The judge noted the father’s strengths, that is to say that he had basic parenting skills, that the contact had been good and that he had made a great effort to improve his child care skills. Notwithstanding these positives in relation to the father, in paragraph , the judge identified that what S needs is stability and not to return to an area of “huge parental conflict”. The Recorder noted that it was the view of all professionals that an adoption order should be made and that S was young enough to benefit from an adoption order.
 Before deciding to make the orders the Recorder directed himself in relation to Re B  UKSC 33, then recently decided by the Supreme Court, in which Baroness Hale coined the phrase now routinely used in all placement/adoption hearings, that adoption should only be ordered where “nothing else will do”, a phrase which must, as Baroness Hale did, be put into the welfare context.
Baroness Hale said:
“ the test for severing the relationship between parent and child is very strict: only in exceptional circumstances and where motivated by overriding requirements pertaining to the child’s welfare, in short where nothing else will make do”.
 The Recorder also referred to the exceptional nature of adoption orders and to a European case YC v UK ECHR 13 Mar 2012, setting out a passage which emphasises that not only must adoption be in the best interests of a child but that the family tie should be only severed in exceptional circumstances and that everything should be done to preserve personal relations between the parties. The Recorder reminded himself that it is not enough to say that it would be better for the child to be adopted than to live with his natural parents.
 The judge said, in terms, that it must be “necessary” to make an adoption order and that the child must not be separated from its parents unless it is “necessary and proportionate”. He thereafter found that in the present case it was necessary and proportionate and therefore that a care order together with a placement order should be made.
 In Re B  UKSC 33 Lord Wilson considered the issue of “Appellate review of determinations made in care proceedings”. Having set out the well known passage of Lord Hoffmann in Piglowska v Piglowski  1 WLR 1360 at 1372 in relation to the advantage a first instance judge has in having seen the parties and other witnesses he went on to say:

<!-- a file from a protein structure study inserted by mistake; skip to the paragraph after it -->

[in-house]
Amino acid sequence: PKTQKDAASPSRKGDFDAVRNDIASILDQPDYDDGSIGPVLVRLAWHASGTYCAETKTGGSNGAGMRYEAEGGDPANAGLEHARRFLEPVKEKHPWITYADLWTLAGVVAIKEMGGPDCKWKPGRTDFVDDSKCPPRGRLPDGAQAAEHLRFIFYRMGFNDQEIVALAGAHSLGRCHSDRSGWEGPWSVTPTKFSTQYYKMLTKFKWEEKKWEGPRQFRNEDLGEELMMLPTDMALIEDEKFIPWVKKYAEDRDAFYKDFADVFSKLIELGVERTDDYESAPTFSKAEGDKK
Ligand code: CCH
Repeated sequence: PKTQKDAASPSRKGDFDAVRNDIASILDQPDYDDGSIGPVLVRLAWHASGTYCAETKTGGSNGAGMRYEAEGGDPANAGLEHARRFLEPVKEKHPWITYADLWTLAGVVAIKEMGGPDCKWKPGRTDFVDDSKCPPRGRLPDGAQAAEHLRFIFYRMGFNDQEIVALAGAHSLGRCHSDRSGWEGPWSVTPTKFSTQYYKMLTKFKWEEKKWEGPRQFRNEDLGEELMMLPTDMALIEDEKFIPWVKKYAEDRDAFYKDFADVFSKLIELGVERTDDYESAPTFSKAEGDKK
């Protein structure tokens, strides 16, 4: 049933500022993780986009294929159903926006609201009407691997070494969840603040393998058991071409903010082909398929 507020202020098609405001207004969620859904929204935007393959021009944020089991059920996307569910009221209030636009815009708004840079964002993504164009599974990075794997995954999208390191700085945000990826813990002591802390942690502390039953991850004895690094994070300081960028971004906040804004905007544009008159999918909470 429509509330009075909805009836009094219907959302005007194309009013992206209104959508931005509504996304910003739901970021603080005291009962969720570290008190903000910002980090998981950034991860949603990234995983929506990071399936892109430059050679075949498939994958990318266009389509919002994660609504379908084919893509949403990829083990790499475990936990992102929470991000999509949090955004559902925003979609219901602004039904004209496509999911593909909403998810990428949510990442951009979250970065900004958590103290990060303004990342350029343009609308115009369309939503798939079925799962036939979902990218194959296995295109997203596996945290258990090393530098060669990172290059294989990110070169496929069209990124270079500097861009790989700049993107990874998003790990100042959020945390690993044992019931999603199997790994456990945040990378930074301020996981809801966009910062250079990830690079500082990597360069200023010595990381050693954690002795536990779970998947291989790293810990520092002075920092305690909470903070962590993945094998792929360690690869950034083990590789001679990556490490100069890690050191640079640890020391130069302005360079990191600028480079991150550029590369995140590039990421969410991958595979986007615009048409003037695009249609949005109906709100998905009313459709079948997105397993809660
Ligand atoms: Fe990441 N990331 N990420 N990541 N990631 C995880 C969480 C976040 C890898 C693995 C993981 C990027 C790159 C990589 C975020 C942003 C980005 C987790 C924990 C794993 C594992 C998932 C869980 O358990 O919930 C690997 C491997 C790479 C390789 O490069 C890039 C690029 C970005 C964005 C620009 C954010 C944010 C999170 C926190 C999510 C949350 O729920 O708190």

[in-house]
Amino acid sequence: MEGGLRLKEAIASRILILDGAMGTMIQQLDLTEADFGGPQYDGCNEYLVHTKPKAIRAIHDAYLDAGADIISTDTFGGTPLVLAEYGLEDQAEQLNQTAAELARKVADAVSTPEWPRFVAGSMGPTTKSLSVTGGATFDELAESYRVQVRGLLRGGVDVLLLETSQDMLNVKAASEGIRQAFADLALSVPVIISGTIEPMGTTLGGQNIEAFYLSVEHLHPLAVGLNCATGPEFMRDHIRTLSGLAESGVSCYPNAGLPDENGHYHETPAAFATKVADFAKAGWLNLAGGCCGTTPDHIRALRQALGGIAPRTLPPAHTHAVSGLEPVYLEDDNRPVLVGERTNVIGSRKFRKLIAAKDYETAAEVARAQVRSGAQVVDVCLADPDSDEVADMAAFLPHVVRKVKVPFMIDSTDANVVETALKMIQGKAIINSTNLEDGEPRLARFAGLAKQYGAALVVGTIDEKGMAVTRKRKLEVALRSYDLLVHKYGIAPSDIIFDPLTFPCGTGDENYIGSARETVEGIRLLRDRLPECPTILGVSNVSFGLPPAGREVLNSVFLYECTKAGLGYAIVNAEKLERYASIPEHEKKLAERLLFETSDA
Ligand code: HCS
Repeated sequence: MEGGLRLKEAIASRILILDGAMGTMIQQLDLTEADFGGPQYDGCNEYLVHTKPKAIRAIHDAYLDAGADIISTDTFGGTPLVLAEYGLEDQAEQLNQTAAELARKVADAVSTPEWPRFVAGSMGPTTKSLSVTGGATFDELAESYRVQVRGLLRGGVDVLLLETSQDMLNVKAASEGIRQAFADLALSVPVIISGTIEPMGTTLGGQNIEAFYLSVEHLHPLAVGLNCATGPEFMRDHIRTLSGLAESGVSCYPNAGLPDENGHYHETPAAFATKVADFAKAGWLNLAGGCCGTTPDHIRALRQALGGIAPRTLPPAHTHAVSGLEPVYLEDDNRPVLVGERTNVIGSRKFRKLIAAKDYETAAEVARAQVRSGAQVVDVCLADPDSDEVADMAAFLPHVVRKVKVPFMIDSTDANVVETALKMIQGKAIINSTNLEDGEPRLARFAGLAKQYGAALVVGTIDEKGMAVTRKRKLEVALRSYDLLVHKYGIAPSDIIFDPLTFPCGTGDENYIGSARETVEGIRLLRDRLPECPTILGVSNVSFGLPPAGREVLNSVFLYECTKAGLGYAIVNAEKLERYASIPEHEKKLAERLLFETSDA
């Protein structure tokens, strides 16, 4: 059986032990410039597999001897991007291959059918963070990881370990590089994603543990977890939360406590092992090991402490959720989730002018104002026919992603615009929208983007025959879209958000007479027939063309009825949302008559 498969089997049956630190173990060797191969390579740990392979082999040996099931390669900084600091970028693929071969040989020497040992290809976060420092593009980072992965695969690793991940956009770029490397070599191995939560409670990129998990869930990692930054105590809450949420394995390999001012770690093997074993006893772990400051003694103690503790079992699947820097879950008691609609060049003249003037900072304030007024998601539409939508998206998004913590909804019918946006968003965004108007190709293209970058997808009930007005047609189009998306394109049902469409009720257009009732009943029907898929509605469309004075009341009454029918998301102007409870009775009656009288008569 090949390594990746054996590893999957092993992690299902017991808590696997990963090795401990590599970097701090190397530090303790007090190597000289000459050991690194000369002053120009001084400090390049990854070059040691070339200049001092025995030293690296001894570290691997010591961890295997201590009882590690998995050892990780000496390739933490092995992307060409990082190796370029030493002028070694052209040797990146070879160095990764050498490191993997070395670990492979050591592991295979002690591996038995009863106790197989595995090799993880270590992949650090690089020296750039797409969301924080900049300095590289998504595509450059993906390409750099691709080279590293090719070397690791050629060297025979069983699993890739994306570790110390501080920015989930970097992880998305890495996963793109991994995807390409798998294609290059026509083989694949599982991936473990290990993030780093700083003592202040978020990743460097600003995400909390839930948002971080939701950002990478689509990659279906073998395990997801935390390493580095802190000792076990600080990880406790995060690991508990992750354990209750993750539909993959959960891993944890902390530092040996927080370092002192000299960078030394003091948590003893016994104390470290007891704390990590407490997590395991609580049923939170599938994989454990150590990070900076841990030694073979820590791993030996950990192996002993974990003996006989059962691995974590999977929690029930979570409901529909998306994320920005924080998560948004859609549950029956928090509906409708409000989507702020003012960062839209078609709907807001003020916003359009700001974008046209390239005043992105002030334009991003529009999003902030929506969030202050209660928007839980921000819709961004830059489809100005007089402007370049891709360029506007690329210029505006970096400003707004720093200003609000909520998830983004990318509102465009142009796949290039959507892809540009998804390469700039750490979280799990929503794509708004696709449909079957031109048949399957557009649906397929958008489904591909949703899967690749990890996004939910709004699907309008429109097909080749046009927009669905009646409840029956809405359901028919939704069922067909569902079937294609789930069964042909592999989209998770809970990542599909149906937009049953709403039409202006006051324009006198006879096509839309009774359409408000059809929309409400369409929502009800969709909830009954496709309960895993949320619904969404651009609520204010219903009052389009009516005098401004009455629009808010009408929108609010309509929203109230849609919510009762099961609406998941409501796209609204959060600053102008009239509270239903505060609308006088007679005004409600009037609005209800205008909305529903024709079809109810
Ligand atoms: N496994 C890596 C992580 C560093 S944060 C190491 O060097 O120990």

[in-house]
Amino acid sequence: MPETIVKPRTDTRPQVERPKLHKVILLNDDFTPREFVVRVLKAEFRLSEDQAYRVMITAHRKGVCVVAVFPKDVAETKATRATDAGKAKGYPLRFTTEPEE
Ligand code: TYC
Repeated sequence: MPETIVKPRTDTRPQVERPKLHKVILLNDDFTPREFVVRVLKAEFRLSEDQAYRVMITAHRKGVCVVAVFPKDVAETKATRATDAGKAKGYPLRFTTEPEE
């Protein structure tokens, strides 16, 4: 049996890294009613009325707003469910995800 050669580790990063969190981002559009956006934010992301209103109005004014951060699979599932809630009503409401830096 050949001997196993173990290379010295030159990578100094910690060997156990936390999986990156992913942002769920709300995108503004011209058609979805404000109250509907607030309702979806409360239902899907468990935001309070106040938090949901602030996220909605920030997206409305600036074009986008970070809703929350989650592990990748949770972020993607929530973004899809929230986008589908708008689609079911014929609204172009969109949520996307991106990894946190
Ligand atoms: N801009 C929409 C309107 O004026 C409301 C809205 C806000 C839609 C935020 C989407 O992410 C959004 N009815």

“ Lord Hoffmann's remarks apply all the more strongly to an appeal against a decision about the future of a child. …….The function of the family judge in a child case transcends the need to decide issues of fact; and so his (or her) advantage over the appellate court transcends the conventional advantage of the fact-finder who has seen and heard the witnesses of fact. In a child case the judge develops a face-to-face, bench-to-witness-box, acquaintanceship with each of the candidates for the care of the child. Throughout their evidence his function is to ask himself not just "is this true?" or "is this sincere?" but "what does this evidence tell me about any future parenting of the child by this witness?" and, in a public law case, when always hoping to be able to answer his question negatively, to ask "are the local authority's concerns about the future parenting of the child by this witness justified?" The function demands a high degree of wisdom on the part of the family judge; focussed training; and the allowance to him by the justice system of time to reflect and to choose the optimum expression of the reasons for his decision. But the corollary is the difficulty of mounting a successful appeal against a judge's decision about the future arrangements for a child. In re B (A Minor) (Adoption: Natural Parent)  UKHL 70,  1 WLR 258, Lord Nicholls said: